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In fact, she’s so extremely reticent to affect any pretension, any sort of “and then I wrote” songwriterly pride, that she repeatedly dismissed praise through our conversation to exclaim, “This sounds so lame…”

And when our conversation was interrupted the second time by someone at her door, she came back and said, “You’re gonna think I have a life. I don’t.”


And when pressed to divulge the secrets of her process, she said this: “It depends on how much pot I’ve been smoking, how many bottles of wine I’ve drunk. It’s usually just in a puddle on the floor in the morning, and is a waste of time. But once in a while, it works.”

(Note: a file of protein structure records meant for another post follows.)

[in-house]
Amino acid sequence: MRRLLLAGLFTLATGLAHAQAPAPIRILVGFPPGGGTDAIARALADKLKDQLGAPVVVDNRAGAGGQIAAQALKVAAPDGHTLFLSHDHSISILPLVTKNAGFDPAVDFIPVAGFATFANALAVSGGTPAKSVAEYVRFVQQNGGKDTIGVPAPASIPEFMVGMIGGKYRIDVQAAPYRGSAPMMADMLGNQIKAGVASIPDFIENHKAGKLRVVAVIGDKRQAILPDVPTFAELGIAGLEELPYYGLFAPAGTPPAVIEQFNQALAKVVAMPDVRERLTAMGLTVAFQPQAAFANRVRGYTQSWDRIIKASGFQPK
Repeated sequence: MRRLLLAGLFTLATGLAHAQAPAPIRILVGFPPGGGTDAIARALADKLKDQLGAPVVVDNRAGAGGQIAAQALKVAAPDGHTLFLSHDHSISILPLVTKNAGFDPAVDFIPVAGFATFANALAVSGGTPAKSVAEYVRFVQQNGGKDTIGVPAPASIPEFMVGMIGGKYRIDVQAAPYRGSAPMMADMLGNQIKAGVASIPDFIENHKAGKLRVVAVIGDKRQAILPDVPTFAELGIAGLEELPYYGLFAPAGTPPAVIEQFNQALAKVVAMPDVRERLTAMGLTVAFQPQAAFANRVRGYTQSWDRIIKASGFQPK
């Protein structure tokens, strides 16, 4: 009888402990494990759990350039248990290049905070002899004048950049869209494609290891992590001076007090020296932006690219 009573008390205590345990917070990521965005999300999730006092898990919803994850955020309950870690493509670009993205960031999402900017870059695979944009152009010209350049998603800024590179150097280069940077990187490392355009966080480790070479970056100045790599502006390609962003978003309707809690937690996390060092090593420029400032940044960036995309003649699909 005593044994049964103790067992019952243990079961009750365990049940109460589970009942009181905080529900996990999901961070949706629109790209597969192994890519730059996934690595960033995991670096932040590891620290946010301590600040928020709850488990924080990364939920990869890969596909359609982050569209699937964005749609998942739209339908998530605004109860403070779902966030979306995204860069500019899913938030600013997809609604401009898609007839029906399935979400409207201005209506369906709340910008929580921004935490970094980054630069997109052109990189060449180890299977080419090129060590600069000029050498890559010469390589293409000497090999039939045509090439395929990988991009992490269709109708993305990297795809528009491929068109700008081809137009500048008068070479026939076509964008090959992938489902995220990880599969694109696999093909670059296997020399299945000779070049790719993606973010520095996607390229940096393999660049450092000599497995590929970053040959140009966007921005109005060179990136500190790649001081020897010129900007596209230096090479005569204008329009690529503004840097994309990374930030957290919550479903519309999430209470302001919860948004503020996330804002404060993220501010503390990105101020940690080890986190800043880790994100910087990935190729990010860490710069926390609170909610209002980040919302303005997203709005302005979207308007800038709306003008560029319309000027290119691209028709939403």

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Jesus Christ came down here as a living man
If he can live a life of virtue then I hope I can
Do unto others as you would have a turn
Come back here and repeat until you learn, learn, learn…”

From “Boots of Chinese Plastic”
She is, of course, the writer of not one but several songs that have become rock standards, beloved and undisputed rock hits. Yet this steadfast refusal to  take herself too seriously as a songwriter spoke to a fear that any light shone too directly into that realm from which songs emerge might destroy it. She did, however, have nothing but pure praise for her fellow Pretenders, past and present, especially James Honeyman-Scott, who died for a heroin overdose in 1982.